Had this show been any longer in length, I imagine there would be too much detail to grasp onto that detracts from its romantic core, despite the fact that I am teased into wanting to know more about such trivial builds.

Overdoing it

You said it, guys.

But even without the necessary information to understand the setting of this story, there’s enough for me to talk about what I ended up getting out of it. And to do that, I’m going to go ahead and take a few liberties by asserting myself as the professional wizard, Kashima.

All his life, Kashima was convinced that he was really great at using magic. He studied magic, he practiced magic, he’d probably breathe magic if he had been given the chance. Now that he is an adult as part of an elite group of other wizards, he takes it upon himself to do a really good job, so much so, that he outshines even his prodigious classmate. Kashima would have been the perfect wizard for others to look up to in his organization, had it not been for the fact that he takes his job way too seriously!

Magic

Ugh! It’s like looking into a mirror!

Kashima’s serious persona may make him a master of all kinds of magical arts, and when you’re running a true meritocracy, I will agree that he is extraordinarily good at what he does. But by taking this one aspect of his life seriously, Kashima leaves himself vulnerable to what ultimately transgresses in the romance of this short tale: what happens when all anyone ever thinks of him is simply as a wizard?

This is the worry that Kashima has become aware of when he first reveals to Toyohi that he is a wizard. Toyohi, a seemingly basic human being, would certainly be intrigued by Kashima’s magic, but what would happen if that’s all the impression Toyohi gets of Kashima? Kashima seldom thinks of what his life would be like without his mastery of magic!

konoda-maho-kashima

This is my worry when I find myself interacting with others, whether they’re friends, colleagues, or even family members. Most of you who are reading this probably know me as that one rambling anime critic or that one philosopher dude, as that’s the kind of stuff I normally post about here. Yet beyond that image is a human being who is struggling to make a decent living who also cares deeply about his friends and community, even if he doesn’t exactly show it.

I was originally thinking about making a big to-do that I was writing this review on the intent that it was published on Yaoi Day (8/01), and yet I realized that being forced to talk about it strictly from that angle was exactly what I was most afraid of: to be boxed in to a caricature of my own volition.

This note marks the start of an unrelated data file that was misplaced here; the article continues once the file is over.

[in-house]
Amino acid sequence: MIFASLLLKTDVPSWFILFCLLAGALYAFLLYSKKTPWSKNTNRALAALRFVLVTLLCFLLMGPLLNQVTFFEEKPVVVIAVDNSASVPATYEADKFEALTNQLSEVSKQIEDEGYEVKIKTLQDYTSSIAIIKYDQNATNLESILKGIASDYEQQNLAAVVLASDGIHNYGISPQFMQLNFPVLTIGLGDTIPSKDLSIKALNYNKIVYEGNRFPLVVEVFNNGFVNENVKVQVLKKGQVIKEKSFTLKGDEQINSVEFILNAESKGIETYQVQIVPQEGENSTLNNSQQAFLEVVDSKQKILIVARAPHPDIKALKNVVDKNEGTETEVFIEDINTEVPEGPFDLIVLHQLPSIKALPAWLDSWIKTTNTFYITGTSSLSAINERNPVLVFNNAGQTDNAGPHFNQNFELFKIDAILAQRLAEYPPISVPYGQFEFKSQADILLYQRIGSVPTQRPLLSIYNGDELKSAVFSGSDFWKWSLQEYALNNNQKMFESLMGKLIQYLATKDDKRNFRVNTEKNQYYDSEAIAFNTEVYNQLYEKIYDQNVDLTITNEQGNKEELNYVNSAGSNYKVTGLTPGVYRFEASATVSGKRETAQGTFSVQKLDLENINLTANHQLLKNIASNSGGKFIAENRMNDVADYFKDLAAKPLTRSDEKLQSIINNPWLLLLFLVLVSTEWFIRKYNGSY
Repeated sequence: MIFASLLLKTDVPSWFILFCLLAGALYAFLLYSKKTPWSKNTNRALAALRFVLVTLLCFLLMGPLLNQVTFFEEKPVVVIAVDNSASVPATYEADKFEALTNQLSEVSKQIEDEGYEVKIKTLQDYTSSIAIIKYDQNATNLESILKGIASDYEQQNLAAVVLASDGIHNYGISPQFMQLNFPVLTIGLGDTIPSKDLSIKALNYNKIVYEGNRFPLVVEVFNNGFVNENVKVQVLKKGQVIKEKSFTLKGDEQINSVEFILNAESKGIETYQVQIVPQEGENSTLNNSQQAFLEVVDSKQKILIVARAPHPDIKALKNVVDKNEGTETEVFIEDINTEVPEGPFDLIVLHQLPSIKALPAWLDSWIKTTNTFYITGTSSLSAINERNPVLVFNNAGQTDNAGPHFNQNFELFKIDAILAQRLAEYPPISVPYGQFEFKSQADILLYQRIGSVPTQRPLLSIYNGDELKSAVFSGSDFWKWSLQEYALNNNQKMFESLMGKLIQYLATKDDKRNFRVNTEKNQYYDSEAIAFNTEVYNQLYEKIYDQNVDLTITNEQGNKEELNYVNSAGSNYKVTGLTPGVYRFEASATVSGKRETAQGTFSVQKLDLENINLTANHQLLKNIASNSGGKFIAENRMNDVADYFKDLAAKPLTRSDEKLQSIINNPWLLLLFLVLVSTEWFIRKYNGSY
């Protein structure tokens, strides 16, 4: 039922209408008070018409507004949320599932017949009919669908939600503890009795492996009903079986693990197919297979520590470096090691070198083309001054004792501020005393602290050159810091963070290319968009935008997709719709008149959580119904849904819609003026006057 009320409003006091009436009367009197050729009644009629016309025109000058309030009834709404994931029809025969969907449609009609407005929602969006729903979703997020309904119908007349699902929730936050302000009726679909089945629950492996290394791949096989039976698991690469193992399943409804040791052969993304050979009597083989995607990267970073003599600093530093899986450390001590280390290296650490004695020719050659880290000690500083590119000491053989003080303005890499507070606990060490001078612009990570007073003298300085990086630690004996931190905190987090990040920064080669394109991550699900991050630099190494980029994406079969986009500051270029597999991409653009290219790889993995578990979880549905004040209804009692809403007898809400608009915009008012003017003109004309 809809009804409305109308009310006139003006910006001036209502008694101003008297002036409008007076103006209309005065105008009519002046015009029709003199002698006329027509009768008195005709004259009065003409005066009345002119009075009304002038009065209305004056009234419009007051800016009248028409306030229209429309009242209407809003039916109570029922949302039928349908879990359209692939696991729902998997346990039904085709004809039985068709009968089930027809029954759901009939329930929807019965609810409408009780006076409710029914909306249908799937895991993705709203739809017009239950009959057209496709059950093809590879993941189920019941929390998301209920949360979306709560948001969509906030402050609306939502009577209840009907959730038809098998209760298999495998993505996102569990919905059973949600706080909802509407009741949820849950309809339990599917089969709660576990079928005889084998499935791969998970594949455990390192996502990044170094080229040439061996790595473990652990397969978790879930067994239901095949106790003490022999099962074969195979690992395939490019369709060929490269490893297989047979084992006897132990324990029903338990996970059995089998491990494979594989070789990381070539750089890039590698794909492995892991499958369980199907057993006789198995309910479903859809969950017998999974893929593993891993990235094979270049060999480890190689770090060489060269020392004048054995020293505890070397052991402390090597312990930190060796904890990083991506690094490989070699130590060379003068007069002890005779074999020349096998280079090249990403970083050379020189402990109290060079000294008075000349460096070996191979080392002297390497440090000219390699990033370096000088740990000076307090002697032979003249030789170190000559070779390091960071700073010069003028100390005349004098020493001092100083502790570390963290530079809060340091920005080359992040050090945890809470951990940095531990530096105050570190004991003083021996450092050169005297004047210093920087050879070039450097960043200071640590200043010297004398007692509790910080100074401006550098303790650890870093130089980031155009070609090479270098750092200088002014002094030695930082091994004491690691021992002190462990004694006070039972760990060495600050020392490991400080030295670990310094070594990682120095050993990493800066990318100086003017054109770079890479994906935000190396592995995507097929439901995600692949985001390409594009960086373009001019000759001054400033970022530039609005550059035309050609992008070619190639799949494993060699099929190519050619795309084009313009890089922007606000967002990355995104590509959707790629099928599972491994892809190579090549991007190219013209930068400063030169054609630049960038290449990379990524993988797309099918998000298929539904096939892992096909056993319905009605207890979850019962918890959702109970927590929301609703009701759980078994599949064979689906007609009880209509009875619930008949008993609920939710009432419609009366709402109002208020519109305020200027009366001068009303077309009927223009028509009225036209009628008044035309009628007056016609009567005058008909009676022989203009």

konoda-maho-depression

Whether or not the thoughts that plague Kashima’s mind came from others at first, Kashima had placed too much pressure on himself to become the best wizard he could ever be, forgetting about any autonomy he would have had, had that part of him ever gone away. He is so convinced of his own lie, that it’s hard for him to accept that anyone could see him in any other way. From this point, I don’t think it would be wise to tell someone who might be in Kashima’s position that he could be anything else, because his attachment to being what he is (in this case, a wizard) is so strong, that being anything but could be even more alienating!

But just when I would have built up some kind of conversation about how Kashima needs to lighten up or keep himself more open to other possibilities, Toyohi has a much simpler response. Yes, Toyohi loves Kashima the wizard, and is totally wowed by all sorts of magic that he does. But what he loves more about Kashima is that he loves this line of work so much, that he takes it as seriously as he does. Toyohi’s love for Kashima isn’t a question of seeing Kashima as a wizard or as a simple, normal human being like anyone else. I think anyone who has ever been in a relationship can attest that being considered too niche or too generic is the worst thing you can identify in your partner. Rather it is the validation that Toyohi loves the passion that Kashima puts in to that work that makes all the difference.

Now one could argue what might happen if Kashima were to change his habits and do anything besides be a wizard and see if Toyohi still loves him for that, but I don’t think that was the point of this anime either. This Boy is a Professional Wizard offers a colorful look at the joys of a first meeting to the point of confession between two lovers who just so happen to be two guys.

Whatever they do after that… probably doesn’t matter for its entertainment value. Kind of like the majority of anime romances. Why would I complain about that?

Ending

I f***ing knew it!

So if you’re looking to explore that beautiful first love between a workaholic wizard who cares too much and his freelancing partner without a care in the world, check out This Boy is a Professional Wizard. I’m happy to have come back to this hobby of mine, and hope to write some more soon enough.